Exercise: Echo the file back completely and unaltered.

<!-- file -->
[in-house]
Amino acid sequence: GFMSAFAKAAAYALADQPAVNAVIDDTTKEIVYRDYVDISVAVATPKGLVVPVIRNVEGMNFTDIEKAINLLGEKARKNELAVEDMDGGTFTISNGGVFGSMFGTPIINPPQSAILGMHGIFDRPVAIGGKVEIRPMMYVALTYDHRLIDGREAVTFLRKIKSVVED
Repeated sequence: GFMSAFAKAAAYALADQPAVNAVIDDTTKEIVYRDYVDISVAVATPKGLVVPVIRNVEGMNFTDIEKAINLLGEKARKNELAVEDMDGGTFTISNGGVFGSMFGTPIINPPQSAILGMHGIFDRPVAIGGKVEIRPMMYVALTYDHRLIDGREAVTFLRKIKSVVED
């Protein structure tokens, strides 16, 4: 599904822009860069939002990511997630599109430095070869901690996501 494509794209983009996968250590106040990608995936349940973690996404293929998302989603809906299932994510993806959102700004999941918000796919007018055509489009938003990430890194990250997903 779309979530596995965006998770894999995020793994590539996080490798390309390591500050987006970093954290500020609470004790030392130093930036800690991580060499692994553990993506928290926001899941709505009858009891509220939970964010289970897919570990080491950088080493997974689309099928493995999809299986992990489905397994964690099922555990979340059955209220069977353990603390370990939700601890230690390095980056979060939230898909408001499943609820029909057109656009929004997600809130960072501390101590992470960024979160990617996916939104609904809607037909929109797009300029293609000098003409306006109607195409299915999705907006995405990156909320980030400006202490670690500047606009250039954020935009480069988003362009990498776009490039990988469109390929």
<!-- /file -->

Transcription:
[in-house]
Amino acid sequence: GFMSAFAKAAAYALADQPAVNAVIDDTTKEIVYRDYVDISVAVATPKGLVVPVIRNVEGMNFTDIEKAINLLGEKARKNELAVEDMDGGTFTISNGGVFGSMFGTPIINPPQSAILGMHGIFDRPVAIGGKVEIRPMMYVALTYDHRLIDGREAVTFLRKIKSVVED
Repeated sequence: GFMSAFAKAAAYALADQPAVNAVIDDTTKEIVYRDYVDISVAVATPKGLVVPVIRNVEGMNFTDIEKAINLLGEKARKNELAVEDMDGGTFTISNGGVFGSMFGTPIINPPQSAILGMHGIFDRPVAIGGKVEIRPMMYVALTYDHRLIDGREAVTFLRKIKSVVED
């Protein structure tokens, strides 16, 4: 599904822009860069939002990511997630599109430095070869901690996501 494509794209983009996968250590106040990608995936349940973690996404293929998302989603809906299932994510993806959102700004999941918000796919007018055509489009938003990430890194990250997903 779309979530596995965006998770894999995020793994590539996080490798390309390591500050987006970093954290500020609470004790030392130093930036800690991580060499692994553990993506928290926001899941709505009858009891509220939970964010289970897919570990080491950088080493997974689309099928493995999809299986992990489905397994964690099922555990979340059955209220069977353990603390370990939700601890230690390095980056979060939230898909408001499943609820029909057109656009929004997600809130960072501390101590992470960024979160990617996916939104609904809607037909929109797009300029293609000098003409306006109607195409299915999705907006995405990156909320980030400006202490670690500047606009250039954020935009480069988003362009990498776009490039990988469109390929």